My 5 Terrible (or Arguably Funny) Travel Mistakes

I've always considered myself a meticulous person, and would plan my holidays down to even the nitty gritty details. But as the title of this post would suggest, sometimes, things either slip through the cracks, or s*** just happens.

If you're reading this thinking it's just going to be me committing any sort of cultural faux pas, this is not that post. These are mistakes that have resulted from pure stupidity. Therefore, there are 3 purposes to this post: (1) warn people not to commit the same, (2) take this opportunity to seek validation in hopes I'm not the only idiot in this world, and (3) serve as a nasty memory for my 69-year-old self to look back on.

These experiences are in chronological order, to also prove that stupidity transcends age, really.

1. I Never 牛 (niu) This (China, 2012) 

Throwback to my lesbian hair circa 2012, waddup!

This happened during a community service trip to Yunnan, China, where my friends and I had a few days of R&R to roam the streets of Kunming city, before heading to the rural areas. We chanced upon this roadside stall that sold skewered meats, and decided to buy some.

I asked the stallholder what meat it was, and she told us that it was "牛肉", which is what we call beef back home, right? But when we bit into it, what we tasted, and what we saw SHOOKT us:

There is no way this looks like beef fam.

It was extremely tender – even more so than chicken – and the meat was white, not red. And then our cynical Singaporean mindset immediately made us think that the stallholder lied to us about it being beef, when it's probably another animal's, like a rabbit, or ALPACA (after I said this, my friend actually cried because we literally saw an alpaca in the city earlier that day and, well, she just loves alpacas). What can I say, I'm a s*** stirrer.

We found out from our tour guide a few days later that when people in China (or at least in Yunnan) say 牛肉, they actually mean meat from mountain cattle (山牛 – it literally translates to mountain cow), not the kind of cows we know!

Why it's terrible: I made my friend cry. Also, I maligned a nice China auntie (I didn't cow-peh-cow-bu to her lah, but still)

Tl;dr: What they refer to as cows in China are different from the cows we know.

2. Bali Singlets Are Barely "Legal" (2013)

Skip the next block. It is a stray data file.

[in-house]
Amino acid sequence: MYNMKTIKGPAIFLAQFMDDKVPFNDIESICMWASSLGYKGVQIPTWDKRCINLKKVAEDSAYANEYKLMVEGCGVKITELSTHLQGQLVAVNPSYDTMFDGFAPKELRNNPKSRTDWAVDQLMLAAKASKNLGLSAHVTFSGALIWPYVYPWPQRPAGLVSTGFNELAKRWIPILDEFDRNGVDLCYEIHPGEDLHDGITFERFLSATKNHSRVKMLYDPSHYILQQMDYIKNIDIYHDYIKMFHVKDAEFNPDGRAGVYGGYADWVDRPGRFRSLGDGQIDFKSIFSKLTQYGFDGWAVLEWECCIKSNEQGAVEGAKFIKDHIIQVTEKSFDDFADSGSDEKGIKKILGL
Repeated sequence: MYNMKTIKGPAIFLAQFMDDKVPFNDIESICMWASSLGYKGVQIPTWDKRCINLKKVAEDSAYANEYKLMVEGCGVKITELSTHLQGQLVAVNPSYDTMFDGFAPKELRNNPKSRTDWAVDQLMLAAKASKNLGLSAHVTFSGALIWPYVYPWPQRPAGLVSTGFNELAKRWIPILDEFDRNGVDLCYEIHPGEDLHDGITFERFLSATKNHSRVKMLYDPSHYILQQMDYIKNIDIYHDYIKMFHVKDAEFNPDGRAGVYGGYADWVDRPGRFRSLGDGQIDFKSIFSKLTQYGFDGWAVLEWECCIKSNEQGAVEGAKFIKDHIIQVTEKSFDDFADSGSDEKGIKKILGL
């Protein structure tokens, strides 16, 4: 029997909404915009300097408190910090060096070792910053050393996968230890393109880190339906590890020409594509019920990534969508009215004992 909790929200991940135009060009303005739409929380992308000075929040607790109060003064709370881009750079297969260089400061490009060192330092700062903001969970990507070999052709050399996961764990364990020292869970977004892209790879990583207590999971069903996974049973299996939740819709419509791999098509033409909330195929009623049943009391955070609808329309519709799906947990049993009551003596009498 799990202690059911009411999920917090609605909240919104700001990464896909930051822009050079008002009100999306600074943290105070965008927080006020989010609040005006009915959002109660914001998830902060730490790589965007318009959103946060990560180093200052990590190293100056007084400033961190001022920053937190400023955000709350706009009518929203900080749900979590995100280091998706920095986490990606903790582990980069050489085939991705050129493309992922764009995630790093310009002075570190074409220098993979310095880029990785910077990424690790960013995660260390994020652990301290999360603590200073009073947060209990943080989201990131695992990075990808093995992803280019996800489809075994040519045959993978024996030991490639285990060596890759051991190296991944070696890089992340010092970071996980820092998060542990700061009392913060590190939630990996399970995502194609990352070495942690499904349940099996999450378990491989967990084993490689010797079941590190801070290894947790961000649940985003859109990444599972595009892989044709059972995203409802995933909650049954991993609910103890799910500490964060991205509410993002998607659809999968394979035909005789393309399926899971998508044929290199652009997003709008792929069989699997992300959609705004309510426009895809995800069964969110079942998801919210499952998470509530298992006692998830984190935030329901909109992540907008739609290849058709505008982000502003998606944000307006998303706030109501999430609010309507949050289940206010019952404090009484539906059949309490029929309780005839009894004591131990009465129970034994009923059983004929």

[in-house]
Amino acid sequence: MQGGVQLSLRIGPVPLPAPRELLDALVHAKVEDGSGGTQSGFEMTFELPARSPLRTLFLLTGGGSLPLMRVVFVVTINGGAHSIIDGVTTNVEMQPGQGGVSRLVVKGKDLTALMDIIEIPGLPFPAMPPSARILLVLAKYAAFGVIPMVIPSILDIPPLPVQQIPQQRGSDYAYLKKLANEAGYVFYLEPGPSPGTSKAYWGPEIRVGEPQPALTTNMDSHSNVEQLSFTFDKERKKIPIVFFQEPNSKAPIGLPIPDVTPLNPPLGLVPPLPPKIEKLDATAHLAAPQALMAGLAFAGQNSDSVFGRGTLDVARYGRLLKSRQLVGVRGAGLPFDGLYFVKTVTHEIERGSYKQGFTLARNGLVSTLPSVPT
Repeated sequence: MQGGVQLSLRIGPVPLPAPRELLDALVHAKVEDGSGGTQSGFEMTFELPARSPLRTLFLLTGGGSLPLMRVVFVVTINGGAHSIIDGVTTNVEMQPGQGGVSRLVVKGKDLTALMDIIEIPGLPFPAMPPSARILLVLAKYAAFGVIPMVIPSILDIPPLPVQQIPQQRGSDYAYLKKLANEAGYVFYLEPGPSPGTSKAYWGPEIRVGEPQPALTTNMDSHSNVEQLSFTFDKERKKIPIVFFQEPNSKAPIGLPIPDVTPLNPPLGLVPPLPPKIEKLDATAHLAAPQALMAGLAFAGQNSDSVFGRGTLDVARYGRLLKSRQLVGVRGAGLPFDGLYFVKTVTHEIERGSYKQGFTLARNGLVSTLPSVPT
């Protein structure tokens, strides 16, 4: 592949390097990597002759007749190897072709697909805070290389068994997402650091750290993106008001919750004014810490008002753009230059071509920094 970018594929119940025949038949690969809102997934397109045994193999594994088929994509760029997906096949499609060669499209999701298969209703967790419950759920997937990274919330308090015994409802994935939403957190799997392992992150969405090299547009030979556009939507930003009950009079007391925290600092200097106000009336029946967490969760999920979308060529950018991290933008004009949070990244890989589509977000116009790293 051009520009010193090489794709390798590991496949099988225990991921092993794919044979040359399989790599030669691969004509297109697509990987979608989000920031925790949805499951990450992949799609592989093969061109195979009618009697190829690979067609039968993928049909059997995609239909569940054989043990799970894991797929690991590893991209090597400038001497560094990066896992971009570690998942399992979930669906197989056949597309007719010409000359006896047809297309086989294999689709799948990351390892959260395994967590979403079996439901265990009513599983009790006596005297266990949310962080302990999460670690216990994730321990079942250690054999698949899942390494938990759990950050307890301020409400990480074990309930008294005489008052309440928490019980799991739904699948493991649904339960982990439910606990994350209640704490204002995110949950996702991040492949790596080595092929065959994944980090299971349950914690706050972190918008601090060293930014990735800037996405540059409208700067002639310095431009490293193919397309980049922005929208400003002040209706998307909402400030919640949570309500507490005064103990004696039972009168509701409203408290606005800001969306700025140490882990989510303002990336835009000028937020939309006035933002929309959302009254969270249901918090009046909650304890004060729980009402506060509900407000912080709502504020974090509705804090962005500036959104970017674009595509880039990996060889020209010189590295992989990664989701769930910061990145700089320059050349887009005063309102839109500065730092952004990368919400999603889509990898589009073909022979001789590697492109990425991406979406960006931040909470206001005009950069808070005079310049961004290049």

Here's us getting krunk in Bali

One thing that I really love about Bali is that you can be as lupsup as you want without being judged. We were drinking beer while kayaking right smack in the middle of the day, and it was amazing.

So colour us surprised when this happened: one night, we decided to head to Ku De Ta via a cab (after being buzzed from a few drinks, so we weren't in the best state of mind) from our villa. But lo and behold, our entry was rejected because my friend, Joey, was wearing a singlet sporting the Bintang beer logo (see bottom left photo above)!

We literally bought the singlet the day before at a market because it's a must-have for basic tourists like us, and we only wanted to show some love for the country (and its beer) by wearing it around. Little did we know that Ku De Ta was atas enough to prohibit entry to anybody wearing alcohol brand logos on their clothing, so they turned our cab around.

But remember how I said we were buzzed from the alcohol? In our slightly drunken stupor, as the taxi was about to turn around to give way to other cars, it stopped right in front of what seemed like a squad of military personnel who were ARMED!

In that moment (once again, please be reminded we were drunk) we actually thought we were going to get arrested, lol! Long story short, Joey ended up flipping his singlet inside out and we managed to get in. We literally solved the problem by upping our lupsup game. Woohoo!

Why it's terrible: We should've dressed properly to a decent establishment like that. Plus, we foolishly thought we were going to get arrested for wearing the wrong singlet. [cue sitcom Friends' Ross' voice: "WE WERE ON A BREAK DRUNK!!!!"]

Tl;dr: No singlets with alcohol emblems when you enter "legit" places in Bali!

3. Dog Days in Bangkok (2015) 

Here's a picture of me from the trip that's going to be completely unrelated to this point.

I think anybody who's been to Bangkok would surely, at some point, consider going to a certain dog cafe called the True Love Husky Cafe, where you can cosy up and play with 23 furry huskies. I mean, look at these cuties:

(Photo credit:

But guess who didn't get to do that when he was in Bangkok? Me.